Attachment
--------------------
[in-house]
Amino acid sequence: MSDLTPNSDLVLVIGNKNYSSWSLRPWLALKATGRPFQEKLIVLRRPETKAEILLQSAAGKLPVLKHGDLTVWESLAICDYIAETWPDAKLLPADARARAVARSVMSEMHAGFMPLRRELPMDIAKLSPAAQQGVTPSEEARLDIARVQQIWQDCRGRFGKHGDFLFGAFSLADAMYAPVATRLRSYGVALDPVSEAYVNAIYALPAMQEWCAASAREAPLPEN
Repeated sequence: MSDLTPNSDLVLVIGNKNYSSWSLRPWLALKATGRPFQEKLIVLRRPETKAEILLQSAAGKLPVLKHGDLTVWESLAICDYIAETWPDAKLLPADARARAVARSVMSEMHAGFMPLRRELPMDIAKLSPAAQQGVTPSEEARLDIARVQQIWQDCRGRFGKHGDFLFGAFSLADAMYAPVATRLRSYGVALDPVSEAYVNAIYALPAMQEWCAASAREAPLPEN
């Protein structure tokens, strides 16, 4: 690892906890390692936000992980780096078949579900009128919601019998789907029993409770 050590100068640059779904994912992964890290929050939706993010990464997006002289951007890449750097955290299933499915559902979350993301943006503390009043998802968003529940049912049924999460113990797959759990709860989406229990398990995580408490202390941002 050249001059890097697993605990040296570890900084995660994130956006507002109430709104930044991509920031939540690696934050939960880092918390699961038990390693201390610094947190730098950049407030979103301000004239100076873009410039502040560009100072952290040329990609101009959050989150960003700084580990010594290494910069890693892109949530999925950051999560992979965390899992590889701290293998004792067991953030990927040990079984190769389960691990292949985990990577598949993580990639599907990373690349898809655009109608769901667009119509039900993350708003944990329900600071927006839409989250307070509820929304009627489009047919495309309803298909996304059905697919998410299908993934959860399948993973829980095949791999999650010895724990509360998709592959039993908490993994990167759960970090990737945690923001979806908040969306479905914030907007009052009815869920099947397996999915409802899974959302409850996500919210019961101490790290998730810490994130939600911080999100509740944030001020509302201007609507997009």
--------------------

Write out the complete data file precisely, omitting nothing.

[in-house]
Amino acid sequence: MSDLTPNSDLVLVIGNKNYSSWSLRPWLALKATGRPFQEKLIVLRRPETKAEILLQSAAGKLPVLKHGDLTVWESLAICDYIAETWPDAKLLPADARARAVARSVMSEMHAGFMPLRRELPMDIAKLSPAAQQGVTPSEEARLDIARVQQIWQDCRGRFGKHGDFLFGAFSLADAMYAPVATRLRSYGVALDPVSEAYVNAIYALPAMQEWCAASAREAPLPEN
Repeated sequence: MSDLTPNSDLVLVIGNKNYSSWSLRPWLALKATGRPFQEKLIVLRRPETKAEILLQSAAGKLPVLKHGDLTVWESLAICDYIAETWPDAKLLPADARARAVARSVMSEMHAGFMPLRRELPMDIAKLSPAAQQGVTPSEEARLDIARVQQIWQDCRGRFGKHGDFLFGAFSLADAMYAPVATRLRSYGVALDPVSEAYVNAIYALPAMQEWCAASAREAPLPEN
């Protein structure tokens, strides 16, 4: 690892906890390692936000992980780096078949579900009128919601019998789907029993409770 050590100068640059779904994912992964890290929050939706993010990464997006002289951007890449750097955290299933499915559902979350993301943006503390009043998802968003529940049912049924999460113990797959759990709860989406229990398990995580408490202390941002 050249001059890097697993605990040296570890900084995660994130956006507002109430709104930044991509920031939540690696934050939960880092918390699961038990390693201390610094947190730098950049407030979103301000004239100076873009410039502040560009100072952290040329990609101009959050989150960003700084580990010594290494910069890693892109949530999925950051999560992979965390899992590889701290293998004792067991953030990927040990079984190769389960691990292949985990990577598949993580990639599907990373690349898809655009109608769901667009119509039900993350708003944990329900600071927006839409989250307070509820929304009627489009047919495309309803298909996304059905697919998410299908993934959860399948993973829980095949791999999650010895724990509360998709592959039993908490993994990167759960970090990737945690923001979806908040969306479905914030907007009052009815869920099947397996999915409802899974959302409850996500919210019961101490790290998730810490994130939600911080999100509740944030001020509302201007609507997009």